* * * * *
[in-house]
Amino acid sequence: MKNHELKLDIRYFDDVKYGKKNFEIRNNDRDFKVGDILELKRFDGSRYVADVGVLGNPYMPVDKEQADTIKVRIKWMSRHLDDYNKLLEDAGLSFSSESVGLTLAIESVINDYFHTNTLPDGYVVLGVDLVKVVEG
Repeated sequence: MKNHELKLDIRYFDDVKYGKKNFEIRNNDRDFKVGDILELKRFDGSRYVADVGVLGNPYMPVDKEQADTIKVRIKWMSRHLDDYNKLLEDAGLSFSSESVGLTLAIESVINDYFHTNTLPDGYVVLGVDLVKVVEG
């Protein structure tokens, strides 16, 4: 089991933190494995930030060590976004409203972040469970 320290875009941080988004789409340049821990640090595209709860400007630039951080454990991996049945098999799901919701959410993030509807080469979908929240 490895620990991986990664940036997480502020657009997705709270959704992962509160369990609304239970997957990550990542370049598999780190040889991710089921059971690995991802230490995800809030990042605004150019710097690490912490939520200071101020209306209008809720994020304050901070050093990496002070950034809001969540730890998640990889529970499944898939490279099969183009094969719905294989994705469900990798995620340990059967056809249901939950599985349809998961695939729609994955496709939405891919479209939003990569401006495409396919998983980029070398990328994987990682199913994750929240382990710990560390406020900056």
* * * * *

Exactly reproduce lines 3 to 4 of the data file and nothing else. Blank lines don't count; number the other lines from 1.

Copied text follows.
Repeated sequence: MKNHELKLDIRYFDDVKYGKKNFEIRNNDRDFKVGDILELKRFDGSRYVADVGVLGNPYMPVDKEQADTIKVRIKWMSRHLDDYNKLLEDAGLSFSSESVGLTLAIESVINDYFHTNTLPDGYVVLGVDLVKVVEG
């Protein structure tokens, strides 16, 4: 089991933190494995930030060590976004409203972040469970 320290875009941080988004789409340049821990640090595209709860400007630039951080454990991996049945098999799901919701959410993030509807080469979908929240 490895620990991986990664940036997480502020657009997705709270959704992962509160369990609304239970997957990550990542370049598999780190040889991710089921059971690995991802230490995800809030990042605004150019710097690490912490939520200071101020209306209008809720994020304050901070050093990496002070950034809001969540730890998640990889529970499944898939490279099969183009094969719905294989994705469900990798995620340990059967056809249901939950599985349809998961695939729609994955496709939405891919479209939003990569401006495409396919998983980029070398990328994987990682199913994750929240382990710990560390406020900056």